This month we asked our writers to revisit their most indelible memories of 2012.

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Tornadoes ripped through Alabama the week before the Senior Bowl, bringing severe storms and meteorological chaos in their wake.

Torrential rains arrived in force during those four days of scouting gluttony among the mossy willows of Mobile, but the top quarterback prospects stayed home. Andrew Luck and Robert Griffin, already the heartthrobs, had transcended the post-season all-star process. Ryan Tannehill was injured. The available quarterbacks were B-list, and the receiving pool was thin, but the defenses were brimming with marquee talent: Melvin Ingram, Quinton Coples, Janoris Jenkins and a host of other enforcers.

Mix the talent disparity with the dangerous weather, and it was more common to hear the tornado siren echoing down Government Street than to see a crisp pass. It was a bad week for scouting quarterbacks.

Yet one guy stood out. He was short, but there was nothing frail about him. He could run, but he kept his eyes downfield. His passes didn't whistle, but they cut through the stiff wind. Russell Wilson did not look great, but he looked good.

To really see Russell Wilson, though, you had to listen. Other players gushed about him. Receivers singled him out. He was a forceful presence in meetings and the huddle. Over the course of a week of practices on the concrete floors of convention halls and wind sprints to the team bus one step ahead of the storm siren, Wilson established himself as a leader. Not a sportswriter patois "kid is special" boilerplate leader, but a young man other young men instinctively looked up to, one they respected and admired after just a few tumultuous days.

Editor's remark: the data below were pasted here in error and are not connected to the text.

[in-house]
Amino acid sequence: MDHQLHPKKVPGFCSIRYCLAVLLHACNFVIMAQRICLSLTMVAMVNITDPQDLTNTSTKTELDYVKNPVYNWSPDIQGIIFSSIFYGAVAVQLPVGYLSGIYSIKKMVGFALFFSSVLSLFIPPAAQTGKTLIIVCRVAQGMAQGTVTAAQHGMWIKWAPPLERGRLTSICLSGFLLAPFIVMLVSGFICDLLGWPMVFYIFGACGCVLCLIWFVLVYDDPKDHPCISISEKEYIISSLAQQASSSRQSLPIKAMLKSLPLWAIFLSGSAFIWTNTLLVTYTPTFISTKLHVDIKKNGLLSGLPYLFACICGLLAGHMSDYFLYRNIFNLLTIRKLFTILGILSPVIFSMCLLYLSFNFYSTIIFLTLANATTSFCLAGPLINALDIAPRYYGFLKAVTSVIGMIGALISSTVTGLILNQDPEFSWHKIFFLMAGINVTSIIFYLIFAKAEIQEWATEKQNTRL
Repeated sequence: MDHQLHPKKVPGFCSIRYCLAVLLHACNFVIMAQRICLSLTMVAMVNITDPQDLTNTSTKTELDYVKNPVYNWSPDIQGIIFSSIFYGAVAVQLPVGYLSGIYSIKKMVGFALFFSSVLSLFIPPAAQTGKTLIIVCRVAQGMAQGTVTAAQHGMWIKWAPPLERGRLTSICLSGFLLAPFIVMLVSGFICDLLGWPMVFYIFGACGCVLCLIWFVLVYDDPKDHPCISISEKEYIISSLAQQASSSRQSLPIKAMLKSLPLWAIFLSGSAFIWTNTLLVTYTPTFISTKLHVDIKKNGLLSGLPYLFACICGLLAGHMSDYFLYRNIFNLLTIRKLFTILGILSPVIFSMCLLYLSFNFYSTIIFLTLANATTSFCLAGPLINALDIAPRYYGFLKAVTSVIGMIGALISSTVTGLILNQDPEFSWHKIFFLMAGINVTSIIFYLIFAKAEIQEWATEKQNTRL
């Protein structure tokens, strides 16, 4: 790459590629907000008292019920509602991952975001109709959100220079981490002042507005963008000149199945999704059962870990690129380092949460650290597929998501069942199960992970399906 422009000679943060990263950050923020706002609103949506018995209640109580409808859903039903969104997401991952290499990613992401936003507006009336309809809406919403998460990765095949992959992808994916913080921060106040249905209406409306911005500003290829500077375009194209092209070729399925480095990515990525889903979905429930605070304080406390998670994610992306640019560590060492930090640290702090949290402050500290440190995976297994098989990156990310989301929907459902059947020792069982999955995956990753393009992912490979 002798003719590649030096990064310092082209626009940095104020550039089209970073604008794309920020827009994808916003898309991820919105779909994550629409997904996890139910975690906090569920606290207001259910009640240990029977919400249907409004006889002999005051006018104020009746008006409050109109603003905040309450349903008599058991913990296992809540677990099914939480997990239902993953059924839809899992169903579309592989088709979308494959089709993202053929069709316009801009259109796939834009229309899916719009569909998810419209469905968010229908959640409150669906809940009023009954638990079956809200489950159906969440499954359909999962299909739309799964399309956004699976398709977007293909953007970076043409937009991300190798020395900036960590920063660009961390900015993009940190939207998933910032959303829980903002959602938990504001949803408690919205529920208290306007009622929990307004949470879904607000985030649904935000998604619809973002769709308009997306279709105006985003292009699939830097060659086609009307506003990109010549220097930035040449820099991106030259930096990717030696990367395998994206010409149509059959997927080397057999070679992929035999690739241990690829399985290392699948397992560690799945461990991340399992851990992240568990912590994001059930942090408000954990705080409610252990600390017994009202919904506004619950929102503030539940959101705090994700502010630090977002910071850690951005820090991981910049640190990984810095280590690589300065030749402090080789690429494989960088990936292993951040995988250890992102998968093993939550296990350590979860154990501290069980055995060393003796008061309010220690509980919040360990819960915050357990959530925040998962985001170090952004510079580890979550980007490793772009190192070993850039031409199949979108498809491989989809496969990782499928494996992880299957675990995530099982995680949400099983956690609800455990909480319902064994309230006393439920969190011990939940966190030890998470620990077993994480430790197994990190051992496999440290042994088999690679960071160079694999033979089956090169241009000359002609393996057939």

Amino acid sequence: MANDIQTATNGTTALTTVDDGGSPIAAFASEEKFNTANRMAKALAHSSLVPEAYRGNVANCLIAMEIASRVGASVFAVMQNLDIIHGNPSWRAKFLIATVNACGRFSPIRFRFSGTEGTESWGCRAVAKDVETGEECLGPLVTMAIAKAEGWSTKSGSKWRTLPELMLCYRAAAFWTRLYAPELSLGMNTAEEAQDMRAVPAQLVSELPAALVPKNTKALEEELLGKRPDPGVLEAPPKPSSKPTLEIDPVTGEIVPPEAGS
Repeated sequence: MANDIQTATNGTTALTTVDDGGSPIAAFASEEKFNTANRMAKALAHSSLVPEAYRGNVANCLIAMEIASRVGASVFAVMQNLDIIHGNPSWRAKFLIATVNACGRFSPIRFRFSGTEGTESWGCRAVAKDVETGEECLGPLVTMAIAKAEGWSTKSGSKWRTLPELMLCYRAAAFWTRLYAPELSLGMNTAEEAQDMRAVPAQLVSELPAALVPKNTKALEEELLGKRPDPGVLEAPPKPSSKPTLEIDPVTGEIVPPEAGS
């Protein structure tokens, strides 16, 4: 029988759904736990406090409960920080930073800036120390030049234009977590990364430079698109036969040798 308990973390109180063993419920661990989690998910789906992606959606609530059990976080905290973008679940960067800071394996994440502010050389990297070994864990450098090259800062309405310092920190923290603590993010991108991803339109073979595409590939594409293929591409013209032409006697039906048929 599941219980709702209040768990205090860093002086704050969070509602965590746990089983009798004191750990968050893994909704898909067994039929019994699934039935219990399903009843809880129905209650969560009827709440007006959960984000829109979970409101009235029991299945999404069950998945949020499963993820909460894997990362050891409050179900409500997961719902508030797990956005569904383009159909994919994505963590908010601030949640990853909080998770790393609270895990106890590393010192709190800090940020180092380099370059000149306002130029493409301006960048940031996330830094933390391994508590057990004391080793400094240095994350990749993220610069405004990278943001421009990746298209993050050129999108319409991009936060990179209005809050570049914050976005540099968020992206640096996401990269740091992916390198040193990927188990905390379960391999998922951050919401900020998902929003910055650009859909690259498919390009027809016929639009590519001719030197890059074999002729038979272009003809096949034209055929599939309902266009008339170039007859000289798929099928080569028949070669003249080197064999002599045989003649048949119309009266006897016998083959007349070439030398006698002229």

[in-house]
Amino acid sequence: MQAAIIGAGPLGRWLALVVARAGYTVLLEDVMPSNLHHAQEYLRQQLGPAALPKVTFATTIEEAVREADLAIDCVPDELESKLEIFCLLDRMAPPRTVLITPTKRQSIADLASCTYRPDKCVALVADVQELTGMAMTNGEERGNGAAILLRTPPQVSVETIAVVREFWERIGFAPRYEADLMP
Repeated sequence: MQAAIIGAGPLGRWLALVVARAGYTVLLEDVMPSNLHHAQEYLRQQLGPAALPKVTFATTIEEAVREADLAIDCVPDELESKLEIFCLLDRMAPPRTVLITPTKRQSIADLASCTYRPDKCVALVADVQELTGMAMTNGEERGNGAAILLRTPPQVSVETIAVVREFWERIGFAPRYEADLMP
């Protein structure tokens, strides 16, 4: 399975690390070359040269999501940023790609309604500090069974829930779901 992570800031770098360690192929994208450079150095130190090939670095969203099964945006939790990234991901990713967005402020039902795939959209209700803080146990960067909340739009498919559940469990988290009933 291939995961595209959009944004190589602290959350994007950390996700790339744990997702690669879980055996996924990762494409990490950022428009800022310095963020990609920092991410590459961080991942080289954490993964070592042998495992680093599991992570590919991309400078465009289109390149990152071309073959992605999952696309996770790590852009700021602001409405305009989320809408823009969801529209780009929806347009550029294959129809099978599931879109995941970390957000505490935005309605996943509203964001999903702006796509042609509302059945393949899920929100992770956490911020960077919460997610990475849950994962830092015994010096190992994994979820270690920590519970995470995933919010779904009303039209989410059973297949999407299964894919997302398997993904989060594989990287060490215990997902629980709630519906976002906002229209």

In a two-quarterback race, Wilson began to emerge as the third wheel.

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Luck and Griffin were the belles of the NFL Scouting Combine debutante ball. They were heartthrobs like Paul McCartney and John Lennon arriving in America. Their back-to-back press conferences on a dreary February afternoon in Indianapolis played like the Lincoln-Douglass debates. Both were prepared, confident, charismatic. Each introduced himself to the football world while standing, literally and figuratively, in Peyton Manning's shadow: A Manning mural covered a support beam just a few feet from the speaking rostrum, and Manning's health and contract status loomed large over every quarterback situation in the NFL. The heartthrobs were unaffected by the pressure. They were humble, witty, composed, earnest.

The press pool was smitten. So were Colts owner Jim Irsay and Redskins owner Dan Snyder. A few weeks later, Irsay bid Peyton Manning a tearful goodbye and told him to start seeing other people. Snyder made a mixtape of future first-round picks and sent it to the Rams to prove how much Griffin meant to him. Irsay and Luck paired off, Snyder hardly felt he was settling for second best with Griffin, and the pre-draft quarterback debate was suddenly bereft of intrigue.

Tannehill also emerged at the combine. His interview was impressive, and his foot would heal enough for workouts in a few weeks. Tannehill became extra buzzy when Luck-to-Colts and Griffin-to-Redskins became foregone conclusions. Every draft needs a mystery quarterback.

Wilson had a quiet combine. He ran a 4.55-second forty. He measured 5-foot-11. He threw spirals in shorts. Wilson was fast, but the draft had a designated "fast" quarterback in Tannehill. (Griffin was fast too, of course, but the heartthrobs were their own category.) Wilson was short and plucky, but the draft had a designated "short/plucky" quarterback in Kellen Moore. Wilson played minor-league baseball and bounced between college programs, but the draft already had a designated knock-around prospect in Brandon Weeden. Wilson did not fit the archetypes. I don't even remember Wilson's press conference; unlike Luck and Griffin's showstoppers, it took place during the chaos when two or three prospects spoke simultaneously on different rostrums. Wilson was low priority.

We learned later that he was blowing away the private interviews, prompting arguments in scouting departments about whether he would last into the middle rounds. Wilson's merits were a closely guarded secret for many teams as they slid him up their draft boards.